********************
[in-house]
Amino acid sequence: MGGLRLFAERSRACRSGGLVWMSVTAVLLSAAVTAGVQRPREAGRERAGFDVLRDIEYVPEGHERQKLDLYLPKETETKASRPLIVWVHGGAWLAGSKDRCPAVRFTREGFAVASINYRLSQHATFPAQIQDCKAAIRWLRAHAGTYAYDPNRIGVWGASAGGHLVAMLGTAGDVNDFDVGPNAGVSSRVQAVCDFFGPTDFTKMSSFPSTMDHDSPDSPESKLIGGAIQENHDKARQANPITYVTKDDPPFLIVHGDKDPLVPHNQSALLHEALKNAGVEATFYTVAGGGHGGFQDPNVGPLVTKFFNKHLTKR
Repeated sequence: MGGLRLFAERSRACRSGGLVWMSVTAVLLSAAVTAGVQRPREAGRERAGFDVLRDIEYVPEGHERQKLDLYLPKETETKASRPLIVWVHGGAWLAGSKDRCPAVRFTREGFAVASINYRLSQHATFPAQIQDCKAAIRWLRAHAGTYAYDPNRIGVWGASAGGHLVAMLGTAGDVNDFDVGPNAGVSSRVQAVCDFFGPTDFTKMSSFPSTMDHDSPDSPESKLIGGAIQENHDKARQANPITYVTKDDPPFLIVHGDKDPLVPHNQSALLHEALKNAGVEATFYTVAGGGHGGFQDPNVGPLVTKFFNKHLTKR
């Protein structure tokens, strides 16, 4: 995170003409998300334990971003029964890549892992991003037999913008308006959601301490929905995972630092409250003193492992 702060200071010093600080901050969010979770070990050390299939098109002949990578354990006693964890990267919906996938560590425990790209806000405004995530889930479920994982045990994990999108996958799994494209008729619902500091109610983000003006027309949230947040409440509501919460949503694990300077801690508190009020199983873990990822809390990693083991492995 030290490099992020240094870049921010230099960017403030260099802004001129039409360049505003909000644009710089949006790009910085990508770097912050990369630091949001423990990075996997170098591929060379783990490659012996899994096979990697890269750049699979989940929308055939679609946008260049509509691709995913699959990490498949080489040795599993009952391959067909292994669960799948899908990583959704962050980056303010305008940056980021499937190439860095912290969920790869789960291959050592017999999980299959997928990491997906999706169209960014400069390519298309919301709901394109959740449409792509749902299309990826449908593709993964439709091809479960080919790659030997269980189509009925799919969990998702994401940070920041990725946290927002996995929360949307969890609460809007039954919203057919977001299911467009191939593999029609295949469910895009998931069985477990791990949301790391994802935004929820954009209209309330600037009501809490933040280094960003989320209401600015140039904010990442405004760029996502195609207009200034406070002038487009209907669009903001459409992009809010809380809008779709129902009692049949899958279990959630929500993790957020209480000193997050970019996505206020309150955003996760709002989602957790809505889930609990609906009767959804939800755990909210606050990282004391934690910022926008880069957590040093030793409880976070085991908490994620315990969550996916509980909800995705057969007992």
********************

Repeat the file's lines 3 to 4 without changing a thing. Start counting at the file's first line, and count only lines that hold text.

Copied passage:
Repeated sequence: MGGLRLFAERSRACRSGGLVWMSVTAVLLSAAVTAGVQRPREAGRERAGFDVLRDIEYVPEGHERQKLDLYLPKETETKASRPLIVWVHGGAWLAGSKDRCPAVRFTREGFAVASINYRLSQHATFPAQIQDCKAAIRWLRAHAGTYAYDPNRIGVWGASAGGHLVAMLGTAGDVNDFDVGPNAGVSSRVQAVCDFFGPTDFTKMSSFPSTMDHDSPDSPESKLIGGAIQENHDKARQANPITYVTKDDPPFLIVHGDKDPLVPHNQSALLHEALKNAGVEATFYTVAGGGHGGFQDPNVGPLVTKFFNKHLTKR
């Protein structure tokens, strides 16, 4: 995170003409998300334990971003029964890549892992991003037999913008308006959601301490929905995972630092409250003193492992 702060200071010093600080901050969010979770070990050390299939098109002949990578354990006693964890990267919906996938560590425990790209806000405004995530889930479920994982045990994990999108996958799994494209008729619902500091109610983000003006027309949230947040409440509501919460949503694990300077801690508190009020199983873990990822809390990693083991492995 030290490099992020240094870049921010230099960017403030260099802004001129039409360049505003909000644009710089949006790009910085990508770097912050990369630091949001423990990075996997170098591929060379783990490659012996899994096979990697890269750049699979989940929308055939679609946008260049509509691709995913699959990490498949080489040795599993009952391959067909292994669960799948899908990583959704962050980056303010305008940056980021499937190439860095912290969920790869789960291959050592017999999980299959997928990491997906999706169209960014400069390519298309919301709901394109959740449409792509749902299309990826449908593709993964439709091809479960080919790659030997269980189509009925799919969990998702994401940070920041990725946290927002996995929360949307969890609460809007039954919203057919977001299911467009191939593999029609295949469910895009998931069985477990791990949301790391994802935004929820954009209209309330600037009501809490933040280094960003989320209401600015140039904010990442405004760029996502195609207009200034406070002038487009209907669009903001459409992009809010809380809008779709129902009692049949899958279990959630929500993790957020209480000193997050970019996505206020309150955003996760709002989602957790809505889930609990609906009767959804939800755990909210606050990282004391934690910022926008880069957590040093030793409880976070085991908490994620315990969550996916509980909800995705057969007992």